Another week of anti-war protests in Creech has ended; activists swear not to give up


Steve marcus

Garett Reppenhagen, left, executive director of Veterans for Peace, and Chris Velazquez of Philadelphia demonstrate at the Fremont Street Experience in downtown Las Vegas on Thursday, September 30, 2021. Members of Veterans for Peace, CODEPINK and Gamers for Peace participated in protests last week against US military drone strikes.

Garett Reppenhagen’s father is a Vietnam War veteran. His two grandfathers fought in World War II.

Reppenhagen followed his path in the military, serving as a sniper in the US military and touring Iraq before being honorably demobilized.

Somewhere along the way, he said he realized there were better ways to solve problems than to wage expensive wars. The Denver resident, 42, who visited Las Vegas last week, is now an anti-war advocate and the executive director of Veterans for Peace, a global group of veterans campaigning for the dismantling of the war economy. It aims to reduce and eventually eliminate nuclear weapons and has 140 chapters around the world that work on this cause.

“We believe that we must use all diplomatic efforts and make sure they are exhausted before we send troops into danger, before we engage in military aggression that ends up killing many innocent people,” Reppenhagen said.

Veterans for Peace and CODEPINK, a women-led organization working to end US wars and militarism, held daily protests last week outside Creech Air Force Base in Indian Springs to urge the United States to stop use drones for surveillance or air strikes. Reppenhagen was among the demonstrators.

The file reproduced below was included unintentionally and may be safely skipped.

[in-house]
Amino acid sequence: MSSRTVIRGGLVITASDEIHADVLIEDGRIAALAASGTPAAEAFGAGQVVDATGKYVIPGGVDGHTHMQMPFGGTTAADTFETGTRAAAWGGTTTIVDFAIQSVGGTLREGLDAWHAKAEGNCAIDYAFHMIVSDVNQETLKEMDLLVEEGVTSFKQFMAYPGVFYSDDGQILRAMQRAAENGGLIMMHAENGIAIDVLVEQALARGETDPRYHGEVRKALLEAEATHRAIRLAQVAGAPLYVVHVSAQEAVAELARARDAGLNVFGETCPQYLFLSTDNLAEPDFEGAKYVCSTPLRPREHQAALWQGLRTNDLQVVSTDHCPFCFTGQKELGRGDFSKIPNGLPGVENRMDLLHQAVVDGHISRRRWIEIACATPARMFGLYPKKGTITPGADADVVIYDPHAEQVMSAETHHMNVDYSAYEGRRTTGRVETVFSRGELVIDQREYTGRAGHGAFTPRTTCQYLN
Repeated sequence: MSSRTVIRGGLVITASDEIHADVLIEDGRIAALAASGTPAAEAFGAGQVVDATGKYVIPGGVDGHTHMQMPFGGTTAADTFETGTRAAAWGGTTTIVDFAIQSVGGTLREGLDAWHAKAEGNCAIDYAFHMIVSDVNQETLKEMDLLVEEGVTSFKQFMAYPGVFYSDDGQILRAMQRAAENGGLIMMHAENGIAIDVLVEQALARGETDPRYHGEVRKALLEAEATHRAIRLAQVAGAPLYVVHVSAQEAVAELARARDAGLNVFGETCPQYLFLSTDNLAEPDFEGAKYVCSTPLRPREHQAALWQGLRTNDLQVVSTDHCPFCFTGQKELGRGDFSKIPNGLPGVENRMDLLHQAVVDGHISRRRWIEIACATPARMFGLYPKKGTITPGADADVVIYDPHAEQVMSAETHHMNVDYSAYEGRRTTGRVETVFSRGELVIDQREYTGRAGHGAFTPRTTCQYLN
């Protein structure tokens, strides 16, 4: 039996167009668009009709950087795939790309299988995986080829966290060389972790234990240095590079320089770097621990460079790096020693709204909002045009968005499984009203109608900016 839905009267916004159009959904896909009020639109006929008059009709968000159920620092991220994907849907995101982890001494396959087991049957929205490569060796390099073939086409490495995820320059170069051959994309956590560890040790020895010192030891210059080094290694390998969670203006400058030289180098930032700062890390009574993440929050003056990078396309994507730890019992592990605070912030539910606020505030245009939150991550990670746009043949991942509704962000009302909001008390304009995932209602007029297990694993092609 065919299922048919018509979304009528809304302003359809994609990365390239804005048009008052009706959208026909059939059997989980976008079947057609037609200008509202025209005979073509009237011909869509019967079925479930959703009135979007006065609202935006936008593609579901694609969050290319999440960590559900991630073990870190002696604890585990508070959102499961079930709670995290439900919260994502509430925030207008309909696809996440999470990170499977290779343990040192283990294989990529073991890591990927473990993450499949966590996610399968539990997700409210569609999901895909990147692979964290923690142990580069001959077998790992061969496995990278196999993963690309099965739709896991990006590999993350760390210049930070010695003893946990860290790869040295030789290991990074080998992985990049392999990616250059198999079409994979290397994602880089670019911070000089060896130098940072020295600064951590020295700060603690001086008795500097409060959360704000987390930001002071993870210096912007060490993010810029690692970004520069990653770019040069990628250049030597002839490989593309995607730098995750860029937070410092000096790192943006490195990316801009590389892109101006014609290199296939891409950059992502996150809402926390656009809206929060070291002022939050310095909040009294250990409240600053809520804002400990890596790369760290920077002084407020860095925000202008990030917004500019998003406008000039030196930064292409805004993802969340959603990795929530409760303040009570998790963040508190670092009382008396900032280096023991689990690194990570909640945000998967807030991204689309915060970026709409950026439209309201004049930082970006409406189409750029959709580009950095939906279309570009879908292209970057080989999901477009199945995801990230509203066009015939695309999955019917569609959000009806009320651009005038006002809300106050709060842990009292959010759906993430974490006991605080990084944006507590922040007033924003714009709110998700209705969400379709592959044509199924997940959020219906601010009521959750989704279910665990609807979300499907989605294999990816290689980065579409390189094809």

Most remote drone attacks are carried out from Creech, a base about 75 miles from Las Vegas that the groups would like to see closed.

“I think people in Vegas should know what’s going on under their noses,” Reppenhagen said. “The army is always at the service of our democracy. We deserve the right to have a voice and to control what happens.

Protesters said the August 29 drone strike that killed 10 civilians, including seven children, as part of the US withdrawal from Afghanistan was a call to action. The Pentagon said it believed that at the time of the attack, the targeted car contained a known threat from ISIS. Since then, however, the Pentagon has backed down and now calls the strike a “tragic mistake.”

“This is an eye opener for the American people and others around the world,” said Eleanor Levine, organizer of CODEPINK. “It happened in Kabul, so people witnessed it and heard about it.”

In 2019, 600 pilots and 350 sensor or camera operators are working an average of six airstrikes and 1,000 combat hours from Creech each day, according to CBS News. The Pentagon reported in 2018 that 499 civilians were killed in Iraq, Syria, Afghanistan and Yemen as a result of military actions the previous year and 169 were injured in US airstrikes. 450 other civilian casualties for this year “remained to be assessed”.

Since the start of the war on terror in the aftermath of the September 11 terrorist attacks, it is estimated that between 910 and 2,200 civilians have been killed by 14,040 confirmed drone strikes in Yemen, Somalia, Pakistan and Afghanistan, according to the Bureau of Investigative Journalism.

Tracking civilian deaths from airstrikes has been difficult since the Trump administration revoked an Obama-era executive order requiring the United States to disclose civilians and fighters killed outside of areas of the United States. war.

Some of these civilian deaths are likely unintended consequences of carrying out strikes on military targets, said Barry R. Posen, national security expert and professor of political science at the Massachusetts Institute of Technology. Others can be mistakes like the strike that killed the family in August.